Synonyms: Prudence, Desirableness, Advisability, Advantageousness, Utility, Gainfulness.

Antonyms: Inopportuneness, Untimeliness.

Example: After being surrounded by two dozen police officers, the criminal felt it was an expedient time to lower his weapon.

  1. Genuflect(verb): Literally –Lower one’s body briefly by bending one knee to the ground, typically in worship or as a sign of respect. Metaphorically – show deference or servility. (आदर करना)

Synonyms: Bow, Kowtow, Curtsy, Show Reverence or Deference.

Antonyms: Defy, Disregard.

Example: Faithful Catholics genuflect to the pope.

  1. Assiduously(adverb):With great care, attention, and effort. (लगन से/परिश्रम से)

Synonyms: Diligently, Carefully, Laboriously, Arduously, Indefatigably.

Antonyms: Idly, Inactively.

Example: With your assiduous attempt at learning Spanish, I think you will master the language in no time.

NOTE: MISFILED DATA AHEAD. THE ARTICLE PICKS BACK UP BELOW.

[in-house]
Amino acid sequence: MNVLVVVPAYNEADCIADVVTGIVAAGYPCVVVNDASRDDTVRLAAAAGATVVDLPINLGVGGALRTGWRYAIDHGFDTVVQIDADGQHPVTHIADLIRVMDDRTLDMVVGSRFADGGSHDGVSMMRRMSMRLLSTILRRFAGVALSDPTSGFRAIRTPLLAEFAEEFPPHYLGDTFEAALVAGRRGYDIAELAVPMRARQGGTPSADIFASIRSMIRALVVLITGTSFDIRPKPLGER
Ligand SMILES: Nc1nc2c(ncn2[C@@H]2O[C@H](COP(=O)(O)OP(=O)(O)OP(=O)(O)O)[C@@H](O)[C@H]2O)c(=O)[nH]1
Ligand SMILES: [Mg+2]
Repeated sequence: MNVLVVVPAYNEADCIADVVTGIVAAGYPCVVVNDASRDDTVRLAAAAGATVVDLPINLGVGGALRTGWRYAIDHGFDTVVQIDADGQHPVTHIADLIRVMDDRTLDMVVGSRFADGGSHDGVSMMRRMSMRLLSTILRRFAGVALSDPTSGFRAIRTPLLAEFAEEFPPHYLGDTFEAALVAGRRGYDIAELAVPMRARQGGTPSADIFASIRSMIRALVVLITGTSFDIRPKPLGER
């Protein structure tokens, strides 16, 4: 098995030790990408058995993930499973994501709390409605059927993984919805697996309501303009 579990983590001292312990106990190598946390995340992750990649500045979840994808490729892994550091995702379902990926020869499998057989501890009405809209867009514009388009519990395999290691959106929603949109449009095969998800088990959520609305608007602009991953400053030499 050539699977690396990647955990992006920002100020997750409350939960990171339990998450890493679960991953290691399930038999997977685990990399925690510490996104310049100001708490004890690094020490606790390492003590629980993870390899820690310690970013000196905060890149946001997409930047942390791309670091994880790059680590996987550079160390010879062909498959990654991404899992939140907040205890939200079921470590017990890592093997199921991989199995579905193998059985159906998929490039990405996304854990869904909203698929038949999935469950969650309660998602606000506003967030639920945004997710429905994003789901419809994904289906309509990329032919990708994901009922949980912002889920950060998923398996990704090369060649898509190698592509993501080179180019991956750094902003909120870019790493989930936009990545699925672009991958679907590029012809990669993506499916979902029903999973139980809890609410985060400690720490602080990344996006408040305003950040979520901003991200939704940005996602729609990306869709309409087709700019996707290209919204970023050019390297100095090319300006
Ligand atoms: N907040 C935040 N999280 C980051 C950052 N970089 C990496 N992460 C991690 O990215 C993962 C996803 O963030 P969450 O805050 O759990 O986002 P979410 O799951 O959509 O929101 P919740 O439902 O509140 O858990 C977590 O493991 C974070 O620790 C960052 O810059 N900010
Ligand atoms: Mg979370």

1. Succumb(verb):Fail to resist pressure, temptation, or some other negative force./  to yield to superior strength or force or overpowering appeal or desire. (परास्त होना/हार जाना)

Synonyms: Give In, Surrender, Capitulate, Yield.

Antonyms: Resist, Defend.

Example: In his speech, the president stated that our country will not succumb to fear and terror.

  1. Insanity(noun):Extreme foolishness or irrationality. (उन्माद/मूर्खता)

Synonyms: Folly, Foolishness, Idiocy, Stupidity, Imbecility.

Antonyms: Sensibleness, Intelligence, Prudence, Wisdom.

Example: His friends thought his decision to quit his job over a trivial fight was pure insanity.

Courtesy And Copyright :-   The Times of India